The rapid emergence of large Low Earth Orbit constellations (LLC) over the last two years increases the urgency to make progress in the top priority areas the workshop identified in previous years for improving international SSA/STM operations. This is an issue critical to the global community and the long-term sustainability of space. The increasing congestion of space due to on-orbit activities and the ever-growing amount of debris pose a growing risk of collisions in space that endanger the satellites that enable modern infrastructure, the quality of life around the globe, scientific discovery, and nations’ security. Acknowledging this issue, a hybrid (in-person and virtual) international workshop (the 6th such event) consisting of governmental space subject matter experts and experts from non-profits was held in September 2021 to identify new priority areas that need to be addressed by the international community to promote the responsible use of space and to mitigate these risks.
The workshop attendees focused their discussion on the opportunities and growing challenges associated with autonomous collision avoidance systems rapidly being incorporated into emerging LLC operations. While there was consensus that space safety should take priority over proprietary information concerns, the workshop identified several concerns with autonomous collision avoidance systems and their scalability. Different LLC operators use different algorithms, concepts of operation, accuracy levels, decision calculus’s and timelines, and make different business decisions in relation to their respective autonomous collision avoidance systems. This presents several problems if there is a risk of collision between satellites being guided by different autonomous collision avoidance systems. For example, who moves, or who moves first? Without some type of coordination or transparency into how each autonomous collision avoidance systems works, the autonomous collision avoidance systems may not be helpful. The workshop identified the need to redefine “transparency,” expand what information needs to be shared in light of the use of autonomous collision avoidance systems, and even the potential for minimum standards for maneuverability.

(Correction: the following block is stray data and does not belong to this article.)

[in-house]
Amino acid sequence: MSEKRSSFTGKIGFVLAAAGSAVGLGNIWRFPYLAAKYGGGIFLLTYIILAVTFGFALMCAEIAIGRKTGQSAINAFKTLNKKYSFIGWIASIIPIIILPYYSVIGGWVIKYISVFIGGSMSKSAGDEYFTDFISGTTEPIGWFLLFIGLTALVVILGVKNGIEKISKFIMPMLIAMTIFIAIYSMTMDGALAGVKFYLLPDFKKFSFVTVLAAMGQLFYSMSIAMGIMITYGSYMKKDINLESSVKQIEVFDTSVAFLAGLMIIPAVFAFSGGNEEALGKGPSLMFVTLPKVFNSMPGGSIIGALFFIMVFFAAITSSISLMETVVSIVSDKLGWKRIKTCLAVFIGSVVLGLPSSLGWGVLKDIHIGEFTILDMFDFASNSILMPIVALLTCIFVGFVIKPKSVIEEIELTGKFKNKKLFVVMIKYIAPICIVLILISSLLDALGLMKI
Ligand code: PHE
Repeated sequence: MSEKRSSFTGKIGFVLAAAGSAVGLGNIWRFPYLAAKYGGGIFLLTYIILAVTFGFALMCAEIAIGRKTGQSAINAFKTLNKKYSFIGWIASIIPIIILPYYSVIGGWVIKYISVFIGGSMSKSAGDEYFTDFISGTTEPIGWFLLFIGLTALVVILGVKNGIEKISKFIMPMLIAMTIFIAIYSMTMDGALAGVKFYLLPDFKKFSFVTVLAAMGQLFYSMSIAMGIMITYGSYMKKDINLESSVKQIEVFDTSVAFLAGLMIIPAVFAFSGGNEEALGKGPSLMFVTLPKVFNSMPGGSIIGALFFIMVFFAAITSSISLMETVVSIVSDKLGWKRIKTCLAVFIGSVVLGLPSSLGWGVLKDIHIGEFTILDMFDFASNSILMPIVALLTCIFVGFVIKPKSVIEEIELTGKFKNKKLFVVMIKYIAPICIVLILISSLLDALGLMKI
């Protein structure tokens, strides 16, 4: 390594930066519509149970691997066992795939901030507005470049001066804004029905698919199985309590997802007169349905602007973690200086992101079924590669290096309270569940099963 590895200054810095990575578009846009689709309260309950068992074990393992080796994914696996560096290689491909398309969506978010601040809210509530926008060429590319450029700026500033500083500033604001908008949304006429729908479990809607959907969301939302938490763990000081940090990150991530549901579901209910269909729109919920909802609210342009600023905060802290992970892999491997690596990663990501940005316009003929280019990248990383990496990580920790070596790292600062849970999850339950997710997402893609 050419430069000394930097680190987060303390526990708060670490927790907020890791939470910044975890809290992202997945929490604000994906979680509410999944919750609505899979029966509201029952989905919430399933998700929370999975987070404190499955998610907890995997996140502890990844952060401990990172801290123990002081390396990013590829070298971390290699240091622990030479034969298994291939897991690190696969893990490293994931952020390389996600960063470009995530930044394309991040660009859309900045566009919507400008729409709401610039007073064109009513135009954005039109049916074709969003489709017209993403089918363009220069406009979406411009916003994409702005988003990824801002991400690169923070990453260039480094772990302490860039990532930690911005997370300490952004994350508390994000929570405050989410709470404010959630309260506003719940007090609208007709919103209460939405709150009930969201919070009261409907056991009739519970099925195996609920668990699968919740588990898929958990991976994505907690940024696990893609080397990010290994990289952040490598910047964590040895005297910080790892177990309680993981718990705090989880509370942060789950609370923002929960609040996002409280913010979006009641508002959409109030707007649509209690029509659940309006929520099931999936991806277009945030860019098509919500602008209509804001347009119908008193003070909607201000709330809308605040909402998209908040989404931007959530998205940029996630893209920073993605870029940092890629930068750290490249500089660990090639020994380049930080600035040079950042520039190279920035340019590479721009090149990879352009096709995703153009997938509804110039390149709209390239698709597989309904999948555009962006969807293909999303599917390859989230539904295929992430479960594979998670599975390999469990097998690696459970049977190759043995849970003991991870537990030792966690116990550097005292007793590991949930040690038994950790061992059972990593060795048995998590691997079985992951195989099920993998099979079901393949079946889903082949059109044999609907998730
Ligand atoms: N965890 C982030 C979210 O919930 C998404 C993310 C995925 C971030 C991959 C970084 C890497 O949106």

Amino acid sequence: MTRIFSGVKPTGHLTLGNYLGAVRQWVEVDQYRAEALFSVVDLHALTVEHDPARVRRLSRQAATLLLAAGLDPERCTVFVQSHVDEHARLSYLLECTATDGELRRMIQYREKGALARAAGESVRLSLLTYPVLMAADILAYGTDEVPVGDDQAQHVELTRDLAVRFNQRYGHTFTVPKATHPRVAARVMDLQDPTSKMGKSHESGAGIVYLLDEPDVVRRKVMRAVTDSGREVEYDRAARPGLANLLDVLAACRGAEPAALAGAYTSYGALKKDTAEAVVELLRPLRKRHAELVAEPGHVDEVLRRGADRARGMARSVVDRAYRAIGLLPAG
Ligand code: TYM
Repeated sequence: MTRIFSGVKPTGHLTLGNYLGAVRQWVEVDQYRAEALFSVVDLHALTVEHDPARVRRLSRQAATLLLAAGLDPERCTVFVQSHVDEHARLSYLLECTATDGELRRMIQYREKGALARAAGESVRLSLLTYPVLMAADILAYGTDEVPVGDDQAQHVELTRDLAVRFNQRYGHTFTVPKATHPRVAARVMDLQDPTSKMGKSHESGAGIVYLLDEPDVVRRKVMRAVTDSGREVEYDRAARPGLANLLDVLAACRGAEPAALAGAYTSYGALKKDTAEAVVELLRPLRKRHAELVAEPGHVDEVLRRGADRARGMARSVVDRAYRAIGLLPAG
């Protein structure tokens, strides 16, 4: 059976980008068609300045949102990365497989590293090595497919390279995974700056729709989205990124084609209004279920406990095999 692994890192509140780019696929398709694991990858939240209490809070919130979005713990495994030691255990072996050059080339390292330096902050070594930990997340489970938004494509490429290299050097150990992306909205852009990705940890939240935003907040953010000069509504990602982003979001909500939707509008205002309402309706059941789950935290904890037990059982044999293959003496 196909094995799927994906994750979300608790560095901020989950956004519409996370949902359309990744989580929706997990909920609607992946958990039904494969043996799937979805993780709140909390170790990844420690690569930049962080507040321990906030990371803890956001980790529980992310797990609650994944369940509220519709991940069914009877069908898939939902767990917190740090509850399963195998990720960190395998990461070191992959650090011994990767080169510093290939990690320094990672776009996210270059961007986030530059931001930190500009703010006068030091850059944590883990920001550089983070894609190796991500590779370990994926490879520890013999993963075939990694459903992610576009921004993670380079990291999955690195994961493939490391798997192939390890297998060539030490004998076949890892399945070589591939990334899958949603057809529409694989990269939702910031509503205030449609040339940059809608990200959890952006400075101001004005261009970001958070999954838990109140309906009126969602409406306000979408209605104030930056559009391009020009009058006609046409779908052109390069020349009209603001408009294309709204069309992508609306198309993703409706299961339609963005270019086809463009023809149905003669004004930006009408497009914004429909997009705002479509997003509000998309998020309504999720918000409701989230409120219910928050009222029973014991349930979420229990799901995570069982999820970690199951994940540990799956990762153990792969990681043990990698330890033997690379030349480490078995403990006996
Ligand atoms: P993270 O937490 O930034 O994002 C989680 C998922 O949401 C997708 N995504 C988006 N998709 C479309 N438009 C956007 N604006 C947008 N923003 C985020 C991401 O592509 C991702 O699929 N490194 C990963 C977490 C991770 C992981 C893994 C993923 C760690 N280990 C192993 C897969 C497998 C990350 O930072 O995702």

The organizers stand ready to support the international community to progress on SSA data sharing, questions surrounding autonomous collision avoidance systems, and establishment of STM frameworks along with the other recommendations from this workshop. In parallel we will build upon these findings and engage with the wider space community at Space Symposium 2022.